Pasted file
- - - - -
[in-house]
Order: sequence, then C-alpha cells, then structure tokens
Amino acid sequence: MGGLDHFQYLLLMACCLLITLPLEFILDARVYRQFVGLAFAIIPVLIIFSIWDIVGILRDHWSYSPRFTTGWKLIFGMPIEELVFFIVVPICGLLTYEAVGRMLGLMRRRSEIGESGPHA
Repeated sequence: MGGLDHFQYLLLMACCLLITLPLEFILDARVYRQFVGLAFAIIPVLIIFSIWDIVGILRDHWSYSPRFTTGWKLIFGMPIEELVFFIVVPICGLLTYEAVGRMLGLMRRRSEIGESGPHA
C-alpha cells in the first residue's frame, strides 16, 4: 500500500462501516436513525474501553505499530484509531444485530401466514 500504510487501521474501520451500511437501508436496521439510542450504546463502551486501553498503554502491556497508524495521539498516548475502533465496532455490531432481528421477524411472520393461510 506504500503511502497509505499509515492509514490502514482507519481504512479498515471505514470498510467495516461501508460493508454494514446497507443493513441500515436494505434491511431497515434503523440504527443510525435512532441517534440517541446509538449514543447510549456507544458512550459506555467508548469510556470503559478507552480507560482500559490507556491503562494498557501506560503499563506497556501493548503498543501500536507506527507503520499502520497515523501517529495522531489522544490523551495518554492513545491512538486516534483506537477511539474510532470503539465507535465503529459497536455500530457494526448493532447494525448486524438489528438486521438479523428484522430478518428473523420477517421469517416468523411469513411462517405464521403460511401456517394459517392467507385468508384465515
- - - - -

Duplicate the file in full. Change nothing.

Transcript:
[in-house]
Order: sequence, then C-alpha cells, then structure tokens
Amino acid sequence: MGGLDHFQYLLLMACCLLITLPLEFILDARVYRQFVGLAFAIIPVLIIFSIWDIVGILRDHWSYSPRFTTGWKLIFGMPIEELVFFIVVPICGLLTYEAVGRMLGLMRRRSEIGESGPHA
Repeated sequence: MGGLDHFQYLLLMACCLLITLPLEFILDARVYRQFVGLAFAIIPVLIIFSIWDIVGILRDHWSYSPRFTTGWKLIFGMPIEELVFFIVVPICGLLTYEAVGRMLGLMRRRSEIGESGPHA
C-alpha cells in the first residue's frame, strides 16, 4: 500500500462501516436513525474501553505499530484509531444485530401466514 500504510487501521474501520451500511437501508436496521439510542450504546463502551486501553498503554502491556497508524495521539498516548475502533465496532455490531432481528421477524411472520393461510 506504500503511502497509505499509515492509514490502514482507519481504512479498515471505514470498510467495516461501508460493508454494514446497507443493513441500515436494505434491511431497515434503523440504527443510525435512532441517534440517541446509538449514543447510549456507544458512550459506555467508548469510556470503559478507552480507560482500559490507556491503562494498557501506560503499563506497556501493548503498543501500536507506527507503520499502520497515523501517529495522531489522544490523551495518554492513545491512538486516534483506537477511539474510532470503539465507535465503529459497536455500530457494526448493532447494525448486524438489528438486521438479523428484522430478518428473523420477517421469517416468523411469513411462517405464521403460511401456517394459517392467507385468508384465515